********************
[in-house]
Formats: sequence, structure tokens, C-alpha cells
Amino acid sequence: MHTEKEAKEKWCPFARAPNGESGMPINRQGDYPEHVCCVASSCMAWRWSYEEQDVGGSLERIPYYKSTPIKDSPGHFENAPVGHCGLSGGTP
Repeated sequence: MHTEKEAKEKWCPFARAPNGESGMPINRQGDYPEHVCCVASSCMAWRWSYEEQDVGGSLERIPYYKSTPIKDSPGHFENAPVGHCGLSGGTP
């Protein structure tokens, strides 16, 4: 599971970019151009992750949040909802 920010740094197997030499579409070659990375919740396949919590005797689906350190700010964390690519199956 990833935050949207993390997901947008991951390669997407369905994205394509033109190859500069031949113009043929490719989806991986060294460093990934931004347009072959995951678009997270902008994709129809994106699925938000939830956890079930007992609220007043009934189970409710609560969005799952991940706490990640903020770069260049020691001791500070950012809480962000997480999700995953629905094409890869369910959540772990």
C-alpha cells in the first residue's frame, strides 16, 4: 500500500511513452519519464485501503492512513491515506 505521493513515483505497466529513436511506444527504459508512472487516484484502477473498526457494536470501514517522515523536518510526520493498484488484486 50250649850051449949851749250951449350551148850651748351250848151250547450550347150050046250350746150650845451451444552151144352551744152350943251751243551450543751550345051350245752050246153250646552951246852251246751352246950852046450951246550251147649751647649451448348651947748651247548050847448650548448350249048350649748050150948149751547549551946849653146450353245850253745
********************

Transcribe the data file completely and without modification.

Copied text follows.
[in-house]
Formats: sequence, structure tokens, C-alpha cells
Amino acid sequence: MHTEKEAKEKWCPFARAPNGESGMPINRQGDYPEHVCCVASSCMAWRWSYEEQDVGGSLERIPYYKSTPIKDSPGHFENAPVGHCGLSGGTP
Repeated sequence: MHTEKEAKEKWCPFARAPNGESGMPINRQGDYPEHVCCVASSCMAWRWSYEEQDVGGSLERIPYYKSTPIKDSPGHFENAPVGHCGLSGGTP
């Protein structure tokens, strides 16, 4: 599971970019151009992750949040909802 920010740094197997030499579409070659990375919740396949919590005797689906350190700010964390690519199956 990833935050949207993390997901947008991951390669997407369905994205394509033109190859500069031949113009043929490719989806991986060294460093990934931004347009072959995951678009997270902008994709129809994106699925938000939830956890079930007992609220007043009934189970409710609560969005799952991940706490990640903020770069260049020691001791500070950012809480962000997480999700995953629905094409890869369910959540772990």
C-alpha cells in the first residue's frame, strides 16, 4: 500500500511513452519519464485501503492512513491515506 505521493513515483505497466529513436511506444527504459508512472487516484484502477473498526457494536470501514517522515523536518510526520493498484488484486 50250649850051449949851749250951449350551148850651748351250848151250547450550347150050046250350746150650845451451444552151144352551744152350943251751243551450543751550345051350245752050246153250646552951246852251246751352246950852046450951246550251147649751647649451448348651947748651247548050847448650548448350249048350649748050150948149751547549551946849653146450353245850253745